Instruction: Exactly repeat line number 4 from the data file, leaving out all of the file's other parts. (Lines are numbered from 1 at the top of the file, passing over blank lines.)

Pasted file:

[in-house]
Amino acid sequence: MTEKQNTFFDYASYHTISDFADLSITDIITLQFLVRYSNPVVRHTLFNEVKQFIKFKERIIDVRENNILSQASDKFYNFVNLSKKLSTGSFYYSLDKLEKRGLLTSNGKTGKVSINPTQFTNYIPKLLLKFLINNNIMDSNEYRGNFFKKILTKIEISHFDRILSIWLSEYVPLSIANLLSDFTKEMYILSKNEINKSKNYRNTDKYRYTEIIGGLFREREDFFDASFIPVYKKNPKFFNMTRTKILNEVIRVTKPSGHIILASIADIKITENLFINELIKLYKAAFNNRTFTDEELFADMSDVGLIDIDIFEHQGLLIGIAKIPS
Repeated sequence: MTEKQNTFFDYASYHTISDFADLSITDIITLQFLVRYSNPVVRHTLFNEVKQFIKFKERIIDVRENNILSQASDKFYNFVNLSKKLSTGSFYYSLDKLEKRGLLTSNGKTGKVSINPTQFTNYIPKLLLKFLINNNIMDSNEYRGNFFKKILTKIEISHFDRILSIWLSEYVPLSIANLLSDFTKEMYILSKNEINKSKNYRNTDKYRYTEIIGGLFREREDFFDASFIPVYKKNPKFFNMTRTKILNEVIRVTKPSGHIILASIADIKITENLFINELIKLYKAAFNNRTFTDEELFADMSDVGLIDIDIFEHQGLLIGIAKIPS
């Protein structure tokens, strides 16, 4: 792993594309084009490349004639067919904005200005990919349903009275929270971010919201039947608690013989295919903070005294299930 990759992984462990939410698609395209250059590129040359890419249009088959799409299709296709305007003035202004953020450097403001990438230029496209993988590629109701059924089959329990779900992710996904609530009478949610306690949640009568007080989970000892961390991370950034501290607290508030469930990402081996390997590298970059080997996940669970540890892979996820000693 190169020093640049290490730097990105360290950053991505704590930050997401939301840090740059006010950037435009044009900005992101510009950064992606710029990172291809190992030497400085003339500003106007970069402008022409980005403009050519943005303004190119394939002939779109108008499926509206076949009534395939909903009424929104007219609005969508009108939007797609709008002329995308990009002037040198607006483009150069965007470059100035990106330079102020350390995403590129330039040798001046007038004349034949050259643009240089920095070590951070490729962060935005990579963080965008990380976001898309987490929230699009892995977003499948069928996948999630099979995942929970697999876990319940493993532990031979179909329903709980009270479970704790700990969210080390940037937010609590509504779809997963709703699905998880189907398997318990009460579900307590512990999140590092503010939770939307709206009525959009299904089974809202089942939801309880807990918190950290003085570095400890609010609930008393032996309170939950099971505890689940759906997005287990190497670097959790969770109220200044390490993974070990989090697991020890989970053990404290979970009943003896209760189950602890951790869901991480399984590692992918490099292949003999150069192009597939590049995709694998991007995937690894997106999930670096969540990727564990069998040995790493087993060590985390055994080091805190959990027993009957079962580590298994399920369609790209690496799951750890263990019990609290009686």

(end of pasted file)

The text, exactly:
């Protein structure tokens, strides 16, 4: 792993594309084009490349004639067919904005200005990919349903009275929270971010919201039947608690013989295919903070005294299930 990759992984462990939410698609395209250059590129040359890419249009088959799409299709296709305007003035202004953020450097403001990438230029496209993988590629109701059924089959329990779900992710996904609530009478949610306690949640009568007080989970000892961390991370950034501290607290508030469930990402081996390997590298970059080997996940669970540890892979996820000693 190169020093640049290490730097990105360290950053991505704590930050997401939301840090740059006010950037435009044009900005992101510009950064992606710029990172291809190992030497400085003339500003106007970069402008022409980005403009050519943005303004190119394939002939779109108008499926509206076949009534395939909903009424929104007219609005969508009108939007797609709008002329995308990009002037040198607006483009150069965007470059100035990106330079102020350390995403590129330039040798001046007038004349034949050259643009240089920095070590951070490729962060935005990579963080965008990380976001898309987490929230699009892995977003499948069928996948999630099979995942929970697999876990319940493993532990031979179909329903709980009270479970704790700990969210080390940037937010609590509504779809997963709703699905998880189907398997318990009460579900307590512990999140590092503010939770939307709206009525959009299904089974809202089942939801309880807990918190950290003085570095400890609010609930008393032996309170939950099971505890689940759906997005287990190497670097959790969770109220200044390490993974070990989090697991020890989970053990404290979970009943003896209760189950602890951790869901991480399984590692992918490099292949003999150069192009597939590049995709694998991007995937690894997106999930670096969540990727564990069998040995790493087993060590985390055994080091805190959990027993009957079962580590298994399920369609790209690496799951750890263990019990609290009686």